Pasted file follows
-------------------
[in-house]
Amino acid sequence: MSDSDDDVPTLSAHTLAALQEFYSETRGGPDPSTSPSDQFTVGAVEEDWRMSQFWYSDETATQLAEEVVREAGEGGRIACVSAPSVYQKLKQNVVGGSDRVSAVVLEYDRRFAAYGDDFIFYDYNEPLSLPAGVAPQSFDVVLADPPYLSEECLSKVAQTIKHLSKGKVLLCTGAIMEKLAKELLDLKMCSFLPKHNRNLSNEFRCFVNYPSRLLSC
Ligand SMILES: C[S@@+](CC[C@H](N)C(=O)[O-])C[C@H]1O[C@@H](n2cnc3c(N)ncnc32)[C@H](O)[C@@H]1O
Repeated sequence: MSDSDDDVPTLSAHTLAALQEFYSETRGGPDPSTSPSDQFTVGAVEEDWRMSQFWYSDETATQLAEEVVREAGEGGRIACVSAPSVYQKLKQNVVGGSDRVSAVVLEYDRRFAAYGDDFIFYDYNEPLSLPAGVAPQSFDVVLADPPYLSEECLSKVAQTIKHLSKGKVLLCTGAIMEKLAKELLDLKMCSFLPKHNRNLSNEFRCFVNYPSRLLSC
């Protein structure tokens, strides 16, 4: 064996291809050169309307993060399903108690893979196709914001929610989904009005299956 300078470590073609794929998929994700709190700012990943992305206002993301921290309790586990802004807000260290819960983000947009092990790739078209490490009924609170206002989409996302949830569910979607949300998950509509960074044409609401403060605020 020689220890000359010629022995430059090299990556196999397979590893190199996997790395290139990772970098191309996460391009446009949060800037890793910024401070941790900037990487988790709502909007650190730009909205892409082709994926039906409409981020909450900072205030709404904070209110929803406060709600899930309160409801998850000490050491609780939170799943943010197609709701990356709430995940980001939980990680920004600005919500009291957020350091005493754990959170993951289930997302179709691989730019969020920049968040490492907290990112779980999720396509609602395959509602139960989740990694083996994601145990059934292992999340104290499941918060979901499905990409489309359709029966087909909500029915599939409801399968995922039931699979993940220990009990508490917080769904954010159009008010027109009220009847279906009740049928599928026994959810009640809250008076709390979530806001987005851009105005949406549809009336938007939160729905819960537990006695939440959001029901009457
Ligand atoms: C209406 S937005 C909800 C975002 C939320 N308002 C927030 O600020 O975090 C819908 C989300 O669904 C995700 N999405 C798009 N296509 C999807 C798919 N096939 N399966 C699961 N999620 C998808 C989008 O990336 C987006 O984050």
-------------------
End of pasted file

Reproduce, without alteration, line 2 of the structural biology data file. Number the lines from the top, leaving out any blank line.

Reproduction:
Amino acid sequence: MSDSDDDVPTLSAHTLAALQEFYSETRGGPDPSTSPSDQFTVGAVEEDWRMSQFWYSDETATQLAEEVVREAGEGGRIACVSAPSVYQKLKQNVVGGSDRVSAVVLEYDRRFAAYGDDFIFYDYNEPLSLPAGVAPQSFDVVLADPPYLSEECLSKVAQTIKHLSKGKVLLCTGAIMEKLAKELLDLKMCSFLPKHNRNLSNEFRCFVNYPSRLLSC